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Members of Kentucky's Thoroughbred industry are remembering Queen Elizabeth II

Queen Elizabeth with Former Keeneland President Ted Bassett

Many in the central Kentucky horse industry are remembering Queen Elizabeth II’s ties to the region. Buckingham Palace announced the Queen’s passing Thursday at age 96. Among those recognizing her connection to the Lexington area was Kentucky Thoroughbred Association Director Chauncey Morris.

“She came to Kentucky to Lexington specifically in a very highly publicized event, which was the inauguration of the Queen Elizabeth the second stakes at Keeneland in October of 1984,” said Morris.

Morris said the Queen had a close personal friendship with Will and Sarah Farish, the owners of Lane’s End Farm in Versailles. He said Queen Elizabeth had been breeding horses to Kentucky stallions for decades.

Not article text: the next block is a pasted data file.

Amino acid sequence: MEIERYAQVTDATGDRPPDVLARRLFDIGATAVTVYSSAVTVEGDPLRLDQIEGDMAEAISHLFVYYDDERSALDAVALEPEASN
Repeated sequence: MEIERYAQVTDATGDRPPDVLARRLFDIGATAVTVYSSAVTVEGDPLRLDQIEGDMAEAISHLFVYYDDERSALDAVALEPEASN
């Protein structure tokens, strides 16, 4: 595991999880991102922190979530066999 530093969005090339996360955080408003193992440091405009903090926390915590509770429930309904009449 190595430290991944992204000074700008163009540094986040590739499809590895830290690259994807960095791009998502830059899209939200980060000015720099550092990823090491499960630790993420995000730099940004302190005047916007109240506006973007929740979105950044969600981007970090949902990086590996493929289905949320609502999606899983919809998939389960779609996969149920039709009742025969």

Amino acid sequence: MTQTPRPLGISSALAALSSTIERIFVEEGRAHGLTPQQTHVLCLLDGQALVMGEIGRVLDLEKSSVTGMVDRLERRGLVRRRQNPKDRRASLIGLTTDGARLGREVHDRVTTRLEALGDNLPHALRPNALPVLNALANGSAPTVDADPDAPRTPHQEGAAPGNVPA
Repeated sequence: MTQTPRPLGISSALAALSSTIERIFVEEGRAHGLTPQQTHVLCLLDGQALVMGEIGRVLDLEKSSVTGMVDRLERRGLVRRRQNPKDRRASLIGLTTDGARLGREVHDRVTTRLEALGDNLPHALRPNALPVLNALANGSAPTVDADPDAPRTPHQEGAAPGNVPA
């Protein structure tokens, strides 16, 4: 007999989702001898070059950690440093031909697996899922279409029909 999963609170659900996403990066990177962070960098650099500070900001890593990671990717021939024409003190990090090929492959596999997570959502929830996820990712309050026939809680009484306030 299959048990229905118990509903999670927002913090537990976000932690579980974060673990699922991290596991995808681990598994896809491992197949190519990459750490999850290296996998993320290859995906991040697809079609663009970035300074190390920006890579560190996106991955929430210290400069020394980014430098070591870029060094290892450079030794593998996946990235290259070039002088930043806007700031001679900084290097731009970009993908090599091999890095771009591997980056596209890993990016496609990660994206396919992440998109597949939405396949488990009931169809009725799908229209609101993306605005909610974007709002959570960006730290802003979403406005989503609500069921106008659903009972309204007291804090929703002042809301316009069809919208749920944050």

“Her involvement with Thoroughbred breeding and racing really is a testament to those unshakable bonds between the United Kingdom and the United States that so defined the post-war period. This was just an extension of that,” said Morris.

The KTA director added the Queen visited lots of horse farms in the Commonwealth during her time here including those in Oldham, Bourbon, Woodford, and Fayette Counties.

Keeneland President Shannon Arvin released a statement. It reads “Keeneland joins the world in mourning the loss today of Queen Elizabeth II, a beloved leader with exceptional integrity and an unmatched horsewoman. Queen Elizabeth’s lifelong love for horses and her passion for racing left an indelible legacy on the sport around the world and at Keeneland.

“The Queen Elizabeth II Challenge Cup (G1) will be even more special this fall as we honor her memory and celebrate Her Majesty The Queen’s Platinum Jubilee.

“Keeneland extends its deepest condolences to her family and her Country.”

Stu has been reporting for WEKU for more than 30 years.
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